State v. LaPalmeAnnotate this Case
104 N.H. 97 (1962)
STATE v. ARTHUR LAPALME.
Supreme Court of New Hampshire.
Argued February 6, 1962.
Decided March 22, 1962.
*98 William Maynard, Attorney General, and Irma A. Matthews, Law Assistant (Mrs. Matthews orally), for the State.
Albert J. Lemieux for the defendant, furnished no brief.
KENISON, C. J.
The motion of the State to remand the case for the failure of the defendant to file a brief or present an oral argument is directed at a practice which has been occasionally condoned, recently criticized (State v. Hazzard, decided this day, 104 N. H. 94) and never commended. Rockingham &c. Co. v. Batchelder, 73 N. H. 607; Musgrove v. Parker, 84 N. H. 550, 552; Bell Shops, Inc. v. Rosenblatt, 98 N. H. 162, 163. In view of the provisions of RSA 490:13 that "no case shall be dismissed for want of a brief" the motion to remand is denied, but as indicated in the Hazzard case, supra, this is a practice which will be discouraged in the future and if necessary corrected by the court under its power to exercise general superintendence of the judicial process within the state. RSA 490:4; State v. Murray, 104 N. H. 38.
The defendant's motion to dismiss on the ground that a State Police officer was permitted to prosecute and also testify as a witness is denied. This question was decided adversely to the defendant in State v. Urban, 98 N. H. 346. Furthermore, the statute under which the defendant was prosecuted specifically provides that it is the duty of ". . . police officers to prosecute violations of the provisions of this chapter." RSA 575:13. See also, Third Report N. H. Judicial Council, pp. 20-32 (1950). The prosecution of misdemeanors by police officers is a practice that has *99 continued in one form or another since 1791 and is still permissible under existing statutes. State v. Urban, supra; RSA 575:13. See State v. Swift, 101 N. H. 340.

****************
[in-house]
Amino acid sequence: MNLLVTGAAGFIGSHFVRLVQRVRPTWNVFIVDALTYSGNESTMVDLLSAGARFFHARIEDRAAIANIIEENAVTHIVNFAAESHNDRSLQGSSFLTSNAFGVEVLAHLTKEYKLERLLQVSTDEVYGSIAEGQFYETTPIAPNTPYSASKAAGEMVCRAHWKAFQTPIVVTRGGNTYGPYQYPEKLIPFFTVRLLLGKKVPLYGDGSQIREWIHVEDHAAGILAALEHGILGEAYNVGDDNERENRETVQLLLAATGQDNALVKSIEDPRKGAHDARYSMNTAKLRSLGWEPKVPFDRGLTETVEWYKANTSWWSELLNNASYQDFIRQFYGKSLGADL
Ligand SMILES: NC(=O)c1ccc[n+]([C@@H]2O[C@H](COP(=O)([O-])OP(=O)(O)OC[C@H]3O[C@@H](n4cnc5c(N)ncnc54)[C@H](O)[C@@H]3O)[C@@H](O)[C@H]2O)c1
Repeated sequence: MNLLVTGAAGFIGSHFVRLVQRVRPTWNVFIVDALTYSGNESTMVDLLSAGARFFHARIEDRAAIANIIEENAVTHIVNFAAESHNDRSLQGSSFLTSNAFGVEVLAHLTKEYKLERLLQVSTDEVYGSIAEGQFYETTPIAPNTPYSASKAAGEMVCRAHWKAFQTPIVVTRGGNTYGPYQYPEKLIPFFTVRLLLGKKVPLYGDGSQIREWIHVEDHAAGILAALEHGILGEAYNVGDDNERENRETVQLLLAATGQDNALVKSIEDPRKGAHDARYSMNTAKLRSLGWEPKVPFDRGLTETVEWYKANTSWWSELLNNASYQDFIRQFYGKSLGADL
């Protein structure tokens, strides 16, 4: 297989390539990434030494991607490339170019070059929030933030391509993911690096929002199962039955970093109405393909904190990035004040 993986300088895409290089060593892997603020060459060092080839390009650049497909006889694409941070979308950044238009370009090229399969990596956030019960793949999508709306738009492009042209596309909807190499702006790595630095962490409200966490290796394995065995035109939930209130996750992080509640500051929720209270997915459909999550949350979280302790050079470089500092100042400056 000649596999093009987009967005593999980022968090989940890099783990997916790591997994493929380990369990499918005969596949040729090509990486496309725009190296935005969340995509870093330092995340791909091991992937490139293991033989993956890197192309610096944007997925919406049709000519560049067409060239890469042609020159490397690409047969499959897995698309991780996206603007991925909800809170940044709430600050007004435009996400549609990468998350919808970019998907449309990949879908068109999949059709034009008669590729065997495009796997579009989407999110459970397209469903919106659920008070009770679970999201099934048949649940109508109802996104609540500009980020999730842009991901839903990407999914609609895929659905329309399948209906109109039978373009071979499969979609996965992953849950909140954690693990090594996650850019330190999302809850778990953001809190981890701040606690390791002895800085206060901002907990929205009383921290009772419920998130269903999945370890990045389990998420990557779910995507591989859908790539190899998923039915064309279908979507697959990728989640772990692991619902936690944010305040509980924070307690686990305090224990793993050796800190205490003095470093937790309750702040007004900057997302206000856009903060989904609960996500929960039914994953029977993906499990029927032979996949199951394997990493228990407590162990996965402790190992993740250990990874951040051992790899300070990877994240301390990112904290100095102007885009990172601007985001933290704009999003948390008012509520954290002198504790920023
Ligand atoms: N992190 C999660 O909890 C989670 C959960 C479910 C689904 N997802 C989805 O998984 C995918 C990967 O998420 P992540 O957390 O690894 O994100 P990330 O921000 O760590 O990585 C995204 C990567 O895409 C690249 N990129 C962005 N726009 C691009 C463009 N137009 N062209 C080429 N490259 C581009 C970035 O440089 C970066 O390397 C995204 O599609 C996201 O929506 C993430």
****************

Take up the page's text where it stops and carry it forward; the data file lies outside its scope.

The defendant's exception pertaining to the validity of the complaint is overruled. State v. Farwell, 102 N. H. 3, 4. The complaint clearly and sufficiently informs the defendant of the date, place and manner in which he subjected cattle in his custody, control and care to unnecessary torture, sufficing and cruelty. The contention that the complaint is vague and insufficient is without merit. N. H. Const., Part I, Art. 15th.
The defendant's contention that because he is on bail he is a free man and cannot be required to submit to fingerprinting finds no support in our law. While the defendant is at large on bail he is still constructively in the custody of the law and may be fingerprinted or photographed. 8 Wigmore, Evidence (McNaughton rev. 1961) s. 2265(1); RSA ch. 593; 4 Wharton's Criminal Law and Procedure, s. 1822 (1957); Shannon v. State, 207 Ark. 658. The power of a State Police officer to take fingerprints has not been doubtful since Laws 1937, c. 134; RSA 106:14; RSA 106-B:13 (supp); Laws 1961, 166:4.
The State's motion to remand is denied; the defendant's exceptions are overruled; and the question transferred without ruling is answered in the affirmative.